Tebunginako Village, Abaiang Island, Kiribati—After a king tide washed up his community’s garden earlier this year, Batika Tominiko, a 67-year-old village elder, decided to donate 1.5 acres of his land for a new garden. Tominiko hopes that his land will be a source of food for the entire community, and that eventually the extra produce will bring in much-needed funds for the village.
“I gave the land because it’s good for the community as a financial support. It’s the biggest land here so the village can benefit from it, because if we plant enough there, the money from the crops would come straight to the community fund for whatever the community need is,” Tominiko said. “It would be like a reserve bank for the community to depend on in case there is a need.”
Kiribati is a small island nation consisting of 32 coral atolls and one phosphate island in the South Pacific, located about halfway between Hawaii and Fiji. Kiribati is one of the lowest-lying island nations in the world, with an average elevation of less than 3 meters above sea level.
Because of the low elevation, the islands are especially vulnerable to any changes in sea level and tidal patterns. The sea is most destructive in Kiribati during the king tides, unusually high tides that occur two times a year, once during the winter months and again in the summer. It was during one of these severe tides that Tebunginako’s community learning farm was washed away.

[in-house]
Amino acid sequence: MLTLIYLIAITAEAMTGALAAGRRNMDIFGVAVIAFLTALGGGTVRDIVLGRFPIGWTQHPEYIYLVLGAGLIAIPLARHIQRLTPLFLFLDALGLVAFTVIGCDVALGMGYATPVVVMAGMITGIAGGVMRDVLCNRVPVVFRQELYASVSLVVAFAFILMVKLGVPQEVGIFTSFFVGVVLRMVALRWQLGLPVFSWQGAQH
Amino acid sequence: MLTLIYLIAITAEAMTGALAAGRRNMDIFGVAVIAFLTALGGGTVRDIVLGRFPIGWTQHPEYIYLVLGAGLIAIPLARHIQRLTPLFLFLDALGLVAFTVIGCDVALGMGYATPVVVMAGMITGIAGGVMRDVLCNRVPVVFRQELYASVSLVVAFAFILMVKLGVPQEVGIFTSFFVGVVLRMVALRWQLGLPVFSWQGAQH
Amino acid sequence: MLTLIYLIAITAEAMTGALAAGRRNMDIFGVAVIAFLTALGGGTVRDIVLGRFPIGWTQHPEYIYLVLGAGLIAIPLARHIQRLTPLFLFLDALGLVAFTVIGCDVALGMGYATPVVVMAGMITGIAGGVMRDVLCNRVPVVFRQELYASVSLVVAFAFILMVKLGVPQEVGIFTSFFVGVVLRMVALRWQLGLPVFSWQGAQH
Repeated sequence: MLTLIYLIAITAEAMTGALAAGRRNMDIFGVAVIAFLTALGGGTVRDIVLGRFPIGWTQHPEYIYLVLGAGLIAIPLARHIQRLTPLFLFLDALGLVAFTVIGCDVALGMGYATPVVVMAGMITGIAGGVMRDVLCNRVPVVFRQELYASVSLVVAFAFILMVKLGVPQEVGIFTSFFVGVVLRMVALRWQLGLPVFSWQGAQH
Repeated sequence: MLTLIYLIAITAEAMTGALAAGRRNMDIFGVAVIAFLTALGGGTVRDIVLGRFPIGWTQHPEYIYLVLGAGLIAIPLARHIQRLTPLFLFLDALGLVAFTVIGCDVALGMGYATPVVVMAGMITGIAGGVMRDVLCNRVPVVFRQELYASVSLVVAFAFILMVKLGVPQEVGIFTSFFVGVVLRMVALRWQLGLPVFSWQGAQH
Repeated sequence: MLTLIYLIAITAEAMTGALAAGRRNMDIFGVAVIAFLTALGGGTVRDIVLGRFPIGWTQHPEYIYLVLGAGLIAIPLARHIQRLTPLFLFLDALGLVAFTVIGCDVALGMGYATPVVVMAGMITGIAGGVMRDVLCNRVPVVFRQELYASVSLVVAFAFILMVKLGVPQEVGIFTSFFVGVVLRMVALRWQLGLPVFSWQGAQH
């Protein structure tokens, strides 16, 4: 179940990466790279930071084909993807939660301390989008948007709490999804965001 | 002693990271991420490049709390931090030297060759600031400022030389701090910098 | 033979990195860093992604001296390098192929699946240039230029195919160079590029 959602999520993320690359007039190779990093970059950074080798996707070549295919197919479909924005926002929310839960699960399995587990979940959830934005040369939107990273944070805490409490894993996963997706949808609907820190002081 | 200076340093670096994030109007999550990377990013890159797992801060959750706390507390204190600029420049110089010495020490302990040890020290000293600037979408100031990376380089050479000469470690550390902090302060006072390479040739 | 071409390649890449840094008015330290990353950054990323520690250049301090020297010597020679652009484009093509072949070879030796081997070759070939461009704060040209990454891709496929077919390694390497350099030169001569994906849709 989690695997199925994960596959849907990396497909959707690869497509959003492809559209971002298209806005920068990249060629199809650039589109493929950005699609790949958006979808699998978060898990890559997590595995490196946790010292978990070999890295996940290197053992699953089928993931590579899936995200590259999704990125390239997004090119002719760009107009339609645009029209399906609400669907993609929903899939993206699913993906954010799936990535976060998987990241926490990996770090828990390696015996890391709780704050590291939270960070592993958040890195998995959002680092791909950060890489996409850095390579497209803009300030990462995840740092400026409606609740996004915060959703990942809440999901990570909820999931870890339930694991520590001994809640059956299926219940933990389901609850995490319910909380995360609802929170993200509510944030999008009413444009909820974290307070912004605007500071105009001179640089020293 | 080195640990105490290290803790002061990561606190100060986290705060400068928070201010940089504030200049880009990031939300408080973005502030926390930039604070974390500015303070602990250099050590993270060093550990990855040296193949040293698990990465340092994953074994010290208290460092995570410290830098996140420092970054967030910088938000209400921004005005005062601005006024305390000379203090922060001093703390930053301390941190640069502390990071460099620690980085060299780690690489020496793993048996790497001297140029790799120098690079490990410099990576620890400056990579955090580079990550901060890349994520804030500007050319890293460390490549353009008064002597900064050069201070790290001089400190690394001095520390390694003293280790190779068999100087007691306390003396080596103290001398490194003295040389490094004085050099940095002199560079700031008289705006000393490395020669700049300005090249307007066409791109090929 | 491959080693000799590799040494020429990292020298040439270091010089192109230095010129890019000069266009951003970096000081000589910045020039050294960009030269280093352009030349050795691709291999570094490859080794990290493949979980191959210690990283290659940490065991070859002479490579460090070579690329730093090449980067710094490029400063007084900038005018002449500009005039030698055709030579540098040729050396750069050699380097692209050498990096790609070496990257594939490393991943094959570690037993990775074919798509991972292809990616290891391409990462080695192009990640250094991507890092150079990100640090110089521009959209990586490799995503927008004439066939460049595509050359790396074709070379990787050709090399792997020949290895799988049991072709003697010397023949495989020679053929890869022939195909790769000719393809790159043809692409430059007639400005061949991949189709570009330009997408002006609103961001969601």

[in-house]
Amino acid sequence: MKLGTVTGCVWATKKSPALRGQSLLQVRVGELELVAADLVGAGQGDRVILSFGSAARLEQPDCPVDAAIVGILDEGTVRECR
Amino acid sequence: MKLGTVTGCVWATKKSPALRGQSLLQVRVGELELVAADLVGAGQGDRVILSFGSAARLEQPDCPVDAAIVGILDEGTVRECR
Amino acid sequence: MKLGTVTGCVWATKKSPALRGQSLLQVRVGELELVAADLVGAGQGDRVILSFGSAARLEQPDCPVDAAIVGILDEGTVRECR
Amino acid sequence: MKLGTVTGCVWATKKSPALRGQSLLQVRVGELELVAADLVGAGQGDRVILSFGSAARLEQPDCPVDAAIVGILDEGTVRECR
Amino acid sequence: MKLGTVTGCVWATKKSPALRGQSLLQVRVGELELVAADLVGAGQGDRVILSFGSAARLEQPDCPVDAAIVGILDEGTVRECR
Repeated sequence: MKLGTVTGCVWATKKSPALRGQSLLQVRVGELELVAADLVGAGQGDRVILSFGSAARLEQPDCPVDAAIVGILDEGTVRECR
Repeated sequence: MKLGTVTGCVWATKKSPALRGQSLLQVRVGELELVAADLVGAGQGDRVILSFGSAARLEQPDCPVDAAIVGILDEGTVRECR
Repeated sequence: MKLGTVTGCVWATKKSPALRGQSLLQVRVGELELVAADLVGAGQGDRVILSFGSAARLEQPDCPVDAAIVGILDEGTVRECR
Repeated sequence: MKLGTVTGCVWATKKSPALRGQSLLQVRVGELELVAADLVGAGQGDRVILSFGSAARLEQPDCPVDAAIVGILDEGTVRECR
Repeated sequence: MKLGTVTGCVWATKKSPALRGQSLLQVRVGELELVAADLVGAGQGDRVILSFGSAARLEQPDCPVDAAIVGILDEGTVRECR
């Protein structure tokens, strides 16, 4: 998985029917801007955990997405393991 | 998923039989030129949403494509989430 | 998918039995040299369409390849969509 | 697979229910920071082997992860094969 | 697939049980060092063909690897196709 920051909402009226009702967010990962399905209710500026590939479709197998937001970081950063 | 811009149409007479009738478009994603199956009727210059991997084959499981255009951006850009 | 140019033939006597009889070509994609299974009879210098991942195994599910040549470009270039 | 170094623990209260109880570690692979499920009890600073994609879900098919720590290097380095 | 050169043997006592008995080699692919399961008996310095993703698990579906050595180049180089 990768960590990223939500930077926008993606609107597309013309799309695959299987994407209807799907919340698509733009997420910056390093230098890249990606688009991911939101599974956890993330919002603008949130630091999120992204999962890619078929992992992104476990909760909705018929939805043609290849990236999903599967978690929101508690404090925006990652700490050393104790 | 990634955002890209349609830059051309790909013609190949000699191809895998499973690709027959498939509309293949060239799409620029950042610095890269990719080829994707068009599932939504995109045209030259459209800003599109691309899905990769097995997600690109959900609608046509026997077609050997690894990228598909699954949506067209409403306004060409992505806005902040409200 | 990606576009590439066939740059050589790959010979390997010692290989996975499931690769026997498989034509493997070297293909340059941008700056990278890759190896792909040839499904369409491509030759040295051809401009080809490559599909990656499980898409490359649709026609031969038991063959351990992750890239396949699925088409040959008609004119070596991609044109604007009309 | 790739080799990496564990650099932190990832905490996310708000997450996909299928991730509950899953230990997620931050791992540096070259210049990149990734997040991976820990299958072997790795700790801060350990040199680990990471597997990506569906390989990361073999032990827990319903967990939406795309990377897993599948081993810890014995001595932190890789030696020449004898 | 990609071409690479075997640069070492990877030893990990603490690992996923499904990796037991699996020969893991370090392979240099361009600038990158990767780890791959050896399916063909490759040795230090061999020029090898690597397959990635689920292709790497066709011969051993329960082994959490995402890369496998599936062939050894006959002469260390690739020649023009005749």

Community and household gardens are helping families adapt to these changes by providing crops like sweet potato, cassava, and vegetables that can be harvested within three to four months. The shorter growing season makes it easier for villagers to move their gardens inland if the tide comes up higher, but often the high tides and severe storms come unannounced.
“In the beginning of this year with the king tide, it washed up the gardens and the community farm. We moved it further in, away from the coast, but we were not prepared for that,” said Otimoa Kabunare, 55, another village elder in Tebunginako village.
The community farm began in the fall of 2013 as a climate-change adaptation program sponsored by Live and Learn, a non-profit organization based in the Asia-Pacific region. The garden serves as a place for villagers to gain hands-on skills related to composting, planting, and harvesting for home gardens. In addition to short-term crops, the Live and Learn project planted coconut, breadfruit, fig, and pandanus trees further inland to ensure food security in future years as the tide continues to rise.
In the outer villages of Kiribati, families live a subsistence lifestyle centered on fishing, and they supplement their diet with food from the land including breadfruit, taro, and coconut. The rising sea level, an increasing population, and the influence of western imports have caused many families to rely on imported food—mostly white flour, rice, and noodles.
“Thirty to forty years ago there was plenty of food for the family. We had small families then too. Now there is less and less food—especially local food, like the bwaibwai [taro] and the breadfruit. It is very hard now for parents to feed their children, especially with the local foods,” said Toma Mote, 51, chairman of the Agriculture Committee for neighboring Ewena Village.
Mote started a competition in his community to encourage villagers to start planting home gardens. He is excited to teach villagers about planting and has set up his own garden to serve as a model for Ewena.
“We need something to eat rather than depending on the imported rice and flour. So we make a big effort to go from house to house to have people start planting. More than half of the village—they do the planting now,” he said.
Though his competition has been successful, Mote is still concerned as the salty well water is affecting the soil and decreasing the harvests.